Denver, CO is winter home nowadays.
My car got stuck in the snow, summer performance rubber on. Yes, I know. Unable to dig it out, someone, unexpectedly, pulled over. Young father and daughter helped my car out of the white, in minutes.
We barely got to exchange words; sad, I left the corner of S Gaylord St and E Tennessee Ave convinced that I would not see them again. Weeks later, I noticed both across my table at Max Gill and Grill, and visited theirs to offer a token of appreciation. Memory served them well.
Years on this side of the Atlantic would teach one that unsolicited achievements shared by unfamiliar faces at venues of the night life are, not so rarely, social dynamics' performance tools. He was different. Gracious. Sitting with them, I learned that he was a guitar player --a professional one, and identified myself as former colleague. Vastly illiterate about pop culture, I was afraid that I had not heard his music. I felt a current touring my spine in response to his sharing: I knew very well this one song of his, gifted to me by an American friend, on a blue Sunday of life. I had grown fondly of it; far away in time and space, I had once written a similar for a special being.
Inquiring in reciprocation, appreciative of Flamenco technique, he found me empty handed. I had no single record of anything musical that I had done in my life. Not even a picture.
It was not until another turn of events that this came to be. Rod brought Gio and I together, under beautiful sunny Sundays at his restaurant's marvelous patio.
Years of inactivity had been taxing. It did not help that I have a skewed-to-the-outside broken left pinky finger --the reason why I, painfully, had to relinquish the guitar, and the prospect of a professional career with it.
I bought a guitar and started bringing it with me everywhere I went, and played everywhere I was allowed to. Previous idle time was now practice time. Finally coming to terms with the fact that I will not be able to play with the speed and precision I once did, I could hear my Master say:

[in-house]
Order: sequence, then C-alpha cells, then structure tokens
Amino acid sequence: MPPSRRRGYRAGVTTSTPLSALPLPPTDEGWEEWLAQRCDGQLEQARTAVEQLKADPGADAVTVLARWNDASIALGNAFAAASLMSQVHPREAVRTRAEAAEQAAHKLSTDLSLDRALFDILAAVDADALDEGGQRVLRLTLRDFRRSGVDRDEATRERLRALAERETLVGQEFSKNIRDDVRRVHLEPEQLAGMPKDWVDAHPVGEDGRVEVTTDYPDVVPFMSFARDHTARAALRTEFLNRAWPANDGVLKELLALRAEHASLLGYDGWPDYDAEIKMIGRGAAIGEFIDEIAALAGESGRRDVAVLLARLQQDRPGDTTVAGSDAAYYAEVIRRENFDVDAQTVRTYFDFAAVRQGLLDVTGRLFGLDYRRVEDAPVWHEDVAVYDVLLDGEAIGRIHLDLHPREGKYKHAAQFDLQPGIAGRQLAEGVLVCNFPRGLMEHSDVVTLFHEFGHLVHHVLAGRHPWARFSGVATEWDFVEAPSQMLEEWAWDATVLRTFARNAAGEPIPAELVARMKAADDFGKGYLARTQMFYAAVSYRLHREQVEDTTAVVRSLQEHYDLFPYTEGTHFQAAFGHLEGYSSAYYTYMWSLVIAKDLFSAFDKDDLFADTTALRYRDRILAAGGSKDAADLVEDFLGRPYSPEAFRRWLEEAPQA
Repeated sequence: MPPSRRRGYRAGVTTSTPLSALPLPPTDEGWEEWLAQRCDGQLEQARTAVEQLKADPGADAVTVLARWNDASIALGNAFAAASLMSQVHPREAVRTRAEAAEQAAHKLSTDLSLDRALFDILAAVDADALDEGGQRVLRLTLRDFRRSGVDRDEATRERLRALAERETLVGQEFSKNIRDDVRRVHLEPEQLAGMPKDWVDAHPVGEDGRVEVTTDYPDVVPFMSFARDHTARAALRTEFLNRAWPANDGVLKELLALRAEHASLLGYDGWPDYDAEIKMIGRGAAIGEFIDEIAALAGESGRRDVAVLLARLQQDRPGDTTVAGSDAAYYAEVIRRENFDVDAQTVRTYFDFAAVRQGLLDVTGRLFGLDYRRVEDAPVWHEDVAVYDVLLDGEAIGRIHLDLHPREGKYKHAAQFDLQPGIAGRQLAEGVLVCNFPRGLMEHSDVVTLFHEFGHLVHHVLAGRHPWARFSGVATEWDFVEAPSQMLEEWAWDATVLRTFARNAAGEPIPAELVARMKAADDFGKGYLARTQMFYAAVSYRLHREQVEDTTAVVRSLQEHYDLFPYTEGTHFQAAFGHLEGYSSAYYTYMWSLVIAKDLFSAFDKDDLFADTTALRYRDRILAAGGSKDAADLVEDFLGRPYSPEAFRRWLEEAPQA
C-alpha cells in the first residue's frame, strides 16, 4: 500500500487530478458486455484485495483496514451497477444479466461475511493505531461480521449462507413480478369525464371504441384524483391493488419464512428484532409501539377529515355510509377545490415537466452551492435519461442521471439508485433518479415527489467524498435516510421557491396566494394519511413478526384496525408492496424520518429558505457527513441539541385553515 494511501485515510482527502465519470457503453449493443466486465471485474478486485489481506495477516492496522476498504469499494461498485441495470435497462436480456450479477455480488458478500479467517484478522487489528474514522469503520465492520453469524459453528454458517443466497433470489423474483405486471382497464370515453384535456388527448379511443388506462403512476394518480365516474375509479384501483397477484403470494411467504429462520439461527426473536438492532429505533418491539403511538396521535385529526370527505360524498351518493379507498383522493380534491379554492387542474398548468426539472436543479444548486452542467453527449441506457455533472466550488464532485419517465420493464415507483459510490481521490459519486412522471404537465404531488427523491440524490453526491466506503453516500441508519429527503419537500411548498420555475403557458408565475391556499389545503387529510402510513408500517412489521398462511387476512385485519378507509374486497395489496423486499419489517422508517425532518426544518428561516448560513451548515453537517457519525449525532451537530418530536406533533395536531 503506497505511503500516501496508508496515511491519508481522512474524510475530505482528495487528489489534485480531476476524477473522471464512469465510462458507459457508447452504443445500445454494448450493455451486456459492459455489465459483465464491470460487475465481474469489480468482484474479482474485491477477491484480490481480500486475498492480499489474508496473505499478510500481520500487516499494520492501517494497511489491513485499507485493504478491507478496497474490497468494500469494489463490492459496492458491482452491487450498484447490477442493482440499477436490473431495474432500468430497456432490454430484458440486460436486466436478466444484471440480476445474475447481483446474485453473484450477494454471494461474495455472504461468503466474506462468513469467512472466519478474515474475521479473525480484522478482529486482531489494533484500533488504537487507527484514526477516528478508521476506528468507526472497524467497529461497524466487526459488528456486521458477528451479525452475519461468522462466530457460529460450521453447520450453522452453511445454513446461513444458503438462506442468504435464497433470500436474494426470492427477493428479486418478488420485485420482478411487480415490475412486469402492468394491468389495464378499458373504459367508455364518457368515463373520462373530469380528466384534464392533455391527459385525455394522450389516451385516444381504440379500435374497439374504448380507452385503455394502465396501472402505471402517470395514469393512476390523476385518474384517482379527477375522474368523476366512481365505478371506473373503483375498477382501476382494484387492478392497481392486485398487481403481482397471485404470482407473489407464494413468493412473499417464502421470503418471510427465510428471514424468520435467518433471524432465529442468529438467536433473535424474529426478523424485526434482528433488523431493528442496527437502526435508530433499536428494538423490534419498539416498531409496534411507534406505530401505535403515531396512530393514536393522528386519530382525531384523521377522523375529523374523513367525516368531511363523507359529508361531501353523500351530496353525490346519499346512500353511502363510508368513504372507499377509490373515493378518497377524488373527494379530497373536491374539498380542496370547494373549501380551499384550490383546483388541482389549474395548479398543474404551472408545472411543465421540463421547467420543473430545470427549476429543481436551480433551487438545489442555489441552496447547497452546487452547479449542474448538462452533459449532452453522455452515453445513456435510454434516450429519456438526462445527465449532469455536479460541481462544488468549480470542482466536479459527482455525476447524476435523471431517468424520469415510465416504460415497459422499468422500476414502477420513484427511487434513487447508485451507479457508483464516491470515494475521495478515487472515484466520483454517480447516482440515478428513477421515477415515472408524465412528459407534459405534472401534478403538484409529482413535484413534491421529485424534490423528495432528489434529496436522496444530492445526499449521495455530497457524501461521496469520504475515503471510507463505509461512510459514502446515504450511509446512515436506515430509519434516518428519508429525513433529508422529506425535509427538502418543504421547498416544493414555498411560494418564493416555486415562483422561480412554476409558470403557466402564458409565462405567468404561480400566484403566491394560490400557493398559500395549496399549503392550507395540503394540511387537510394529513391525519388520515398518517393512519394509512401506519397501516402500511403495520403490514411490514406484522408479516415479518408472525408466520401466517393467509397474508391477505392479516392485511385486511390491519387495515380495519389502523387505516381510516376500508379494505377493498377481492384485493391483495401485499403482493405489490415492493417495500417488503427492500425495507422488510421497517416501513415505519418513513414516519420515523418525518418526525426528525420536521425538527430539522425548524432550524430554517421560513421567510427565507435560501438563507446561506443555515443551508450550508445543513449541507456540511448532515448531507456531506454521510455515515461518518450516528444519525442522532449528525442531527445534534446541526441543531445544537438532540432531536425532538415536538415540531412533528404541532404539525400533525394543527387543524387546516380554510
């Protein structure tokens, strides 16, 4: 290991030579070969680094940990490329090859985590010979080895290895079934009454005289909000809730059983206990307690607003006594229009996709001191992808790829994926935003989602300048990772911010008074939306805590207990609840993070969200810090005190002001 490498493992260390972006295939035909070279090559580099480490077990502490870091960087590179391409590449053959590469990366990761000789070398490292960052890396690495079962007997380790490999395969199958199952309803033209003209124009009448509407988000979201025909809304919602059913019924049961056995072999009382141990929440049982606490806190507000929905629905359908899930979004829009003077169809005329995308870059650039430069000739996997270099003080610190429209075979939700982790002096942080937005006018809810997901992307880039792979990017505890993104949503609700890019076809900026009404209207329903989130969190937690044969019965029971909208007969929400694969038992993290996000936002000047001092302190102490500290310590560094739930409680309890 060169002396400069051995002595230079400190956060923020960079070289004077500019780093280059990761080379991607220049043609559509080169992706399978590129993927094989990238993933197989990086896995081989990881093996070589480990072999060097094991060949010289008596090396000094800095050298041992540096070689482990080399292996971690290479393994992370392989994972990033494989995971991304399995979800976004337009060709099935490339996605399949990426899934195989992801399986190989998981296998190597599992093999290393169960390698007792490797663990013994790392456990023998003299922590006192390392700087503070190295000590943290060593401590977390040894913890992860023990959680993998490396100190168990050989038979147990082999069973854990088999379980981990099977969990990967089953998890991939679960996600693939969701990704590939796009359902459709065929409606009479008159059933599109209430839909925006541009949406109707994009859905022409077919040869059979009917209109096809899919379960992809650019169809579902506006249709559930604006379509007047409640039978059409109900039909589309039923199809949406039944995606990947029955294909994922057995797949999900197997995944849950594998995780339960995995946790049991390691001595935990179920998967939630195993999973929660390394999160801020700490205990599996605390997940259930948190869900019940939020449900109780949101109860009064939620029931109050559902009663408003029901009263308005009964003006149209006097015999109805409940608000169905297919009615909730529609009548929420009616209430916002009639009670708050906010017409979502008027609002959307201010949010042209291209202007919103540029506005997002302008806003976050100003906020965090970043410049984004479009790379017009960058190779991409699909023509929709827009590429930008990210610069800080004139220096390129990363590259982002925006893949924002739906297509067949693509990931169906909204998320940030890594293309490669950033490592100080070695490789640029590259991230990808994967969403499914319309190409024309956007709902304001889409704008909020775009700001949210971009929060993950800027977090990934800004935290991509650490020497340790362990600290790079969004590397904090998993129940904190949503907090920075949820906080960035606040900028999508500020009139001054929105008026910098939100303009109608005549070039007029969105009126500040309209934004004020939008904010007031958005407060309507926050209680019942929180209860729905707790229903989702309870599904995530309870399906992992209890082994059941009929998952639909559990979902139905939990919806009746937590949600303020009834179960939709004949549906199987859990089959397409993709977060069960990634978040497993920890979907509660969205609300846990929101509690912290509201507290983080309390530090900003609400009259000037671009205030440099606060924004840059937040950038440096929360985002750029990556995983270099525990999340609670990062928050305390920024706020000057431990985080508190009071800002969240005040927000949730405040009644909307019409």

"for Barrios, it was about the right feeling brought by the right notes, at the right timing, executed in the right way. Silences included."
-Jose Candido Morales
Barrios Mangore, Jose Candido's Master, likely the most naturally talented classical guitar composer and performer in human history, had a superhuman ability to capture emotion at a compositional density (and prolificity) that would take the best years of practice just to execute.
Jose Candido's recollection of Mangore's quote is not to be applied to Mangore's standards, but to each own's.
I learned in 2000 that Jose Candido was fading, and made a trip to see him. He was legally blind, his hands suffering from polyarthritis. Still massive in presence and stature, physically and musically. Still running Academia Mangoreana. Still teaching. His gift to me for my visit? An impromptu performance of Barrios' La Catedral's 3rd movement, allegro solemne. But of course.
Jose Candido left us in March, 2002, almost forgotten by his own El Salvador. His daughter came across the farewell letter I wrote for him, posted on my faculty webpage when I was Adjunct at The University of Denver. She sent me a beautiful e-mail, which I accidentally lost. I wish that she finds this blog one day.
This is our music. Graciously dedicated to the legacy and work of Agustin and Jose Candido. I only hope that it touches your hearts as fondly as it touches ours.
--Oscar Del Barrios